Fathers ought to be given the opportunity to play their part
Father’s Day was celebrated on Sunday, June 19.

Dear Editor,

Sunday, June 19, 2022 was celebrated as Father’s Day. Historically there is not much fanfare on that day.

Unlike Mother’s Day, there are not many advertisements, concerts, special treats, or great excitement leading up to and on Father’s Day.

The common argument I hear for the apathy towards Father’s Day is that our Jamaican fathers are mostly deadbeat, delinquent, and ‘wutliss’.

I can relate to the delinquent father and single mother phenomenon because I was raised by a single mother.

My father’s absence from my life for the better part of my first 30 years and my constant rereading of Edith Clarke’s seminal work My Mother Who Fathered Me forced me to take an objective look at fatherlessness in the Jamaican society.

As a father myself, I am convinced beyond the possibility of being persuaded otherwise that mothers should allow the fathers to have a relationship with their children, even if they are not supporting them financially.

Now let me be clear, I am not in the least encouraging fathers not to financially provide for their children. The Jamaican law on the maintenance of children is clear (The Maintenance Act). Fathers have a legal and moral responsibility to financially provide for their children equally as their mothers, and fathers have equal rights to the love and affection of their children, to the extent that the law can facilitate and engender. Therefore, even when the relationship between mother and father has broken down the father still has a right to see his children and enjoy their company.

It can’t be right that the only time some fathers are allowed to see their children by mothers who have custody is if the father has an envelope with some money or a cheque. It is wrong in law, principle, and good conscience.

I know some fathers drink off their children’s lunch money at the bar or nightclub and leave the burden on the mothers. However, too many mothers subscribe to the view that if the father is not pulling his weight financially it does not make sense for him to have a relationship with the child instead of taking the father to court for maintenance of the child, but still allowing him to bond with his child.

Raising a child or children is never easy for two parents, let alone one. Regrettably, some complex social issues have resulted in the mothers normally being the only parent. However, we should not be too quick to judge and condemn our fathers.

It is true that gender, through the process of socialisation, plays a critical role in the way men and women express their parental rights and responsibilities. Dr Herbert Gayle has some very sobering research findings on deadbeat and delinquent fathers. Dr Gayle’s research reveals that most of these fathers confessed to wanting a relationship with their children but, in many cases, cannot navigate the way they are demonised and discredited by the mother of their children.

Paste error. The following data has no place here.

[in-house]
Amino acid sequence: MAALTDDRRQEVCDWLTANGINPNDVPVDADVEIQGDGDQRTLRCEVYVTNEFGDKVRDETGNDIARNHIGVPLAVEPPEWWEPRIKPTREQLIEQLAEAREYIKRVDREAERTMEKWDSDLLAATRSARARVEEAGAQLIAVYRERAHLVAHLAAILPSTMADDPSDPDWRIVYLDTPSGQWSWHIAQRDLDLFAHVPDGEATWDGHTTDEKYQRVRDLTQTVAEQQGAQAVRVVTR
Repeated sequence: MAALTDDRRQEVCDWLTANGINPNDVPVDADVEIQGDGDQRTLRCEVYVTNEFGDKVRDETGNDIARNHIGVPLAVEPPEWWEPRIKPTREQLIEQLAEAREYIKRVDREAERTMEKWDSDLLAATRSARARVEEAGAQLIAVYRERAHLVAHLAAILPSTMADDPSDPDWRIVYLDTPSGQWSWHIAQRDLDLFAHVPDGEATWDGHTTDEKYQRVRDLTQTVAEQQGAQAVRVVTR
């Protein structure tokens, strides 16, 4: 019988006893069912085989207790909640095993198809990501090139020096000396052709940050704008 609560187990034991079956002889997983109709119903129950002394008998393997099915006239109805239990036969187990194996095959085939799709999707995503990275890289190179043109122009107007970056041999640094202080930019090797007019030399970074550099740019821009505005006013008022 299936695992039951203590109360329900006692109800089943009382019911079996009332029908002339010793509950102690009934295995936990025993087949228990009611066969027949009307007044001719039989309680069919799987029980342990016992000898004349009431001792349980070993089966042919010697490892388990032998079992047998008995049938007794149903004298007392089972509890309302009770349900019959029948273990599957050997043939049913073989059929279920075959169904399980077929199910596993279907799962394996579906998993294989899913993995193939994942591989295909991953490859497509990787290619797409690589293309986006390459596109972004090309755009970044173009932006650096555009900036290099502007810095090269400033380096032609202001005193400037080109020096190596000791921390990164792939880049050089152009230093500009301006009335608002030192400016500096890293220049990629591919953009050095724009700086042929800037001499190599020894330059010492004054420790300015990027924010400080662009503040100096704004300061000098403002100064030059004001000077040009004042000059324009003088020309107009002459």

I am not making excuses for any deadbeat father, all I am trying to say is that we need to fix the problem of fatherlessness in Jamaica, and if we are going to succeed we need the help and cooperation of our mothers and women.

We need to change the narrative about the Jamaica man. We are more than “bedroom bullies” and “ long-distance stullas”. We ought not to be defined by our sexual prowess and fertility competence.

There are many good men who are good fathers in Jamaica. We don’t have to be a biological father to be a father to a child. Many of us men take other people’s children and accept and treat them as our own. In many cases we are never regarded or recognised, but the man in us causes us not to emote.

I have unqualified respect and appreciation for all mothers and women. I also believe that, for reasons of genetics and socialisation, men will never be as good as women in caring and nurturing children, but our positive input in the lives of our children, especially our boys, is critical for their psychological development. If we fail to accept this reality, the marginalisation of men and the feminisation of the male temperament will reach crisis proportions and soon there will be no Mr, only Miss and Mrs.

As a proud Jamaican I would hate to see us descend toward a total erosion of our family values.

If our society is to be great again, we have to reproduce great men — men of honour, integrity, decency, and human goodness.

Let us answer the call of our children and become the examples they need in their lives. Let us partner with the mothers of the land and fight for paternity leave for our fathers and the right of all children to have the names of both parents affixed to their birth certificates at birth. These are small steps, but giant leaps toward the building of a quality and just society.

If we commit ourselves to building a good family life, we can rescue our children and save our society. Good fathers produce great children and great children create a better society.

Andre’ A O Wellington


Spalding Citizen’s Association


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